June 17, 2013
FORT COLLINS, Colo., June 17 — Sudeep Pasricha, H. J. Siegel, Tony Maciejewski, and Pat Burns, engineering professors at Colorado State University, have received $850,000 from the National Science Foundation for research that will enable the next generation of green supercomputing. The CSU team includes graduate and undergraduate students.
The grant was awarded for the research proposal "Energy Efficient and Stochastically Robust Resource Allocation for Heterogeneous Computing." Pasricha, assistant professor in CSU's Electrical and Computer Engineering Department, is the principal investigator, with Siegel, Maciejewski and Burns serving as co-PIs.
"High energy consumption in supercomputing is inevitable given the rising complexity of these systems in an attempt to solve some of the most challenging problems in science," Pasricha said. "The goal is to bring together researchers and practitioners to collectively investigate the problem of energy-efficient computing for massively parallel supercomputers of the future."
The research team will design novel theoretical foundations, metrics, and mathematical optimization techniques for robust, energy-efficient, and power-constrained resource management in heterogeneous large-scale parallel computing systems. In doing so, the research will attack rising energy consumption, which is one of the biggest challenges facing high-performance computing (HPC) systems today.
"HPC systems are the backbone of the worldwide Internet and cloud computing revolution," said Maciejewski, head of CSU's Electrical and Computer Engineering Department. "As these systems become even more integrated with everyday life, it's very important that we focus on limiting their carbon footprint and reducing their energy costs, which can run into several millions of dollars every year for many HPC systems."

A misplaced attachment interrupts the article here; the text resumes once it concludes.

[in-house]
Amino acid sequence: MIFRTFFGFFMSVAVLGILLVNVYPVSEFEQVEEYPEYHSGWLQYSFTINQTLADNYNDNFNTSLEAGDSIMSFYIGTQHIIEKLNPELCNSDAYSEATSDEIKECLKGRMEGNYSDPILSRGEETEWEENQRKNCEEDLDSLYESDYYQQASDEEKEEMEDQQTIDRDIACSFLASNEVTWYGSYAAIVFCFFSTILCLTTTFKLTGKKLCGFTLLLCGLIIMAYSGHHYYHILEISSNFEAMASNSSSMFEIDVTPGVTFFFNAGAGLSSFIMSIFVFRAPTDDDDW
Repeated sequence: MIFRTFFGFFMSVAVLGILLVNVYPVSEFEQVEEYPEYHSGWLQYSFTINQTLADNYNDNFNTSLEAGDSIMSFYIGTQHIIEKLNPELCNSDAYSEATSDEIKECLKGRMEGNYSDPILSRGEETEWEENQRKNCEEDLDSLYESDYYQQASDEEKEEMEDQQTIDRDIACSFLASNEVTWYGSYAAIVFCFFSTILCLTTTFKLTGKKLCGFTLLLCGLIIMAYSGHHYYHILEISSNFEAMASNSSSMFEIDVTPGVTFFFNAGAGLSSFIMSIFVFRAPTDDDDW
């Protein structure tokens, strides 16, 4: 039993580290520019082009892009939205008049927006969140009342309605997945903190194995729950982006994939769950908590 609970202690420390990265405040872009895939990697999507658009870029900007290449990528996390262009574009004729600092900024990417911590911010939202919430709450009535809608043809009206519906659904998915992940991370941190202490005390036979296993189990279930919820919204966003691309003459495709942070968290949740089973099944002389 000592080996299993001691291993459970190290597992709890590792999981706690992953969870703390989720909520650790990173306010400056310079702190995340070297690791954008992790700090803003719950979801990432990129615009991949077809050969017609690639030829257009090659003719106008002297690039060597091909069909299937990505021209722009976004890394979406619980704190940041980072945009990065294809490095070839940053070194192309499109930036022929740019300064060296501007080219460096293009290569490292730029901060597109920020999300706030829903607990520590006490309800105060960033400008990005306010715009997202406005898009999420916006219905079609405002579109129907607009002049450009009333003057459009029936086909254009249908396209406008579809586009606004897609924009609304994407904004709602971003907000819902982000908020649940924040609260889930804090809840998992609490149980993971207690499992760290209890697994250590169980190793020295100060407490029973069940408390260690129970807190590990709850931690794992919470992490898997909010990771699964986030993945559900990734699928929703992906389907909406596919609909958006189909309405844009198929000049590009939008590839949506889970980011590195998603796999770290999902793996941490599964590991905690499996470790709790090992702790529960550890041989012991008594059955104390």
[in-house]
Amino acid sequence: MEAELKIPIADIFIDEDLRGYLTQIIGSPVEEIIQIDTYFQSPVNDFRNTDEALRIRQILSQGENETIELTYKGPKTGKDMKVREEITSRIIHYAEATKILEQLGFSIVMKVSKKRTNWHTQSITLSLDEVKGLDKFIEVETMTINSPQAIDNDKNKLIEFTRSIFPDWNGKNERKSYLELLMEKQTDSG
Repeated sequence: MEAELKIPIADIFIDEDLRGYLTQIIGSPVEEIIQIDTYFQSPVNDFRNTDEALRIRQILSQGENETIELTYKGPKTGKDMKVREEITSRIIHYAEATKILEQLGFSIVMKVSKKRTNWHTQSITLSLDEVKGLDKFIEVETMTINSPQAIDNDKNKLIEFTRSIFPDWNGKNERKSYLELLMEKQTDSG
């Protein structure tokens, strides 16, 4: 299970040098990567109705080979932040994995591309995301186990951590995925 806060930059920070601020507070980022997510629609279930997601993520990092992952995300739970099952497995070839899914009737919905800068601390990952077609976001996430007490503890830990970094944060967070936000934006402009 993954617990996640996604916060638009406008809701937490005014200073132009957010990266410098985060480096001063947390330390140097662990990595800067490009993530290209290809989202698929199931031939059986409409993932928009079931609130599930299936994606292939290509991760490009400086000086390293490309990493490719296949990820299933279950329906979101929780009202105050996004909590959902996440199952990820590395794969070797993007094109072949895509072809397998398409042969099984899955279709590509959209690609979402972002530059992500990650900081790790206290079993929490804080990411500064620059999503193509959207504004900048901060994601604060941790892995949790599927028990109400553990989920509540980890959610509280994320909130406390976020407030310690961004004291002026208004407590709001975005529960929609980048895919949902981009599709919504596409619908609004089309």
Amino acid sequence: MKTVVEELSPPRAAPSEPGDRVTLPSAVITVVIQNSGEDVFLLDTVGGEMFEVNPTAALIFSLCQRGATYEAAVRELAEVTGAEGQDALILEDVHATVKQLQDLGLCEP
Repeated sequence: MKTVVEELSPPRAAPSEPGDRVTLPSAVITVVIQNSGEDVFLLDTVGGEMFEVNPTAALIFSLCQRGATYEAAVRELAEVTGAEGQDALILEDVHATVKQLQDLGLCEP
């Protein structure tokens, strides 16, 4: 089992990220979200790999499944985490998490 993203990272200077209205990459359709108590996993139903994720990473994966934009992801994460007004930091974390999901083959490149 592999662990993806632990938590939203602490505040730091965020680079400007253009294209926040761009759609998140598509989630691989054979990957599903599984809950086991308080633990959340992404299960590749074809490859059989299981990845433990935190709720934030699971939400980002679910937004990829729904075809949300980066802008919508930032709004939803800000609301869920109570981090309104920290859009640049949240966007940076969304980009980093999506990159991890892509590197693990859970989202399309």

The three-year research project led by CSU also involves collaboration with researchers and state-of-the-art HPC systems at Oak Ridge National Laboratory, the National Center for Atmospheric Research, and Lagrange Systems.
"Computing systems are often a heterogeneous mix of machines and networks that experience degraded performance due to such problems as machine failures, changes in workload, or other uncertainties," said Siegel, who is the Abell Distinguished Professor of Electrical and Computer Engineering at CSU. "It is essential to consider robustness and energy together to ensure that computation proceeds without unforeseeable interruptions and in a sustainable manner."
Pasricha is the director of CSU's Multicore Embedded Computing Lab, which is funded by the Air Force Office of Scientific Research, Semiconductor Research Corp., NASA and NSF. His research focuses on the design and optimization of hardware and software for embedded, mobile, and high-performance computing, with an emphasis on energy efficiency, fault tolerance and integration of emerging technologies.
Siegel and Maciejewski serve as co-directors of the CSU Center for Robustness in Computing Systems, which has been funded by the Colorado Commission on Higher Education Technology Advancement Group; DARPA, and an earlier NSF grant.
Siegel's research focuses on distributed computing and communication systems, heterogeneous computing, parallel processing, computer architectures and algorithms, and interconnection networks. Maciejewski's research and teaching interests center on the design and analysis of robust systems, including fault-tolerant robotic systems for operation in hazardous or remote environments.
Burns has been performing research in the area of thermal systems for 38 years, analyzing and modeling facility thermal systems. In addition to his position as a professor of Mechanical Engineering at CSU, he is the Vice President for Information Technology and responsible for the university's main HPC computing centers.
Source: Colorado State University
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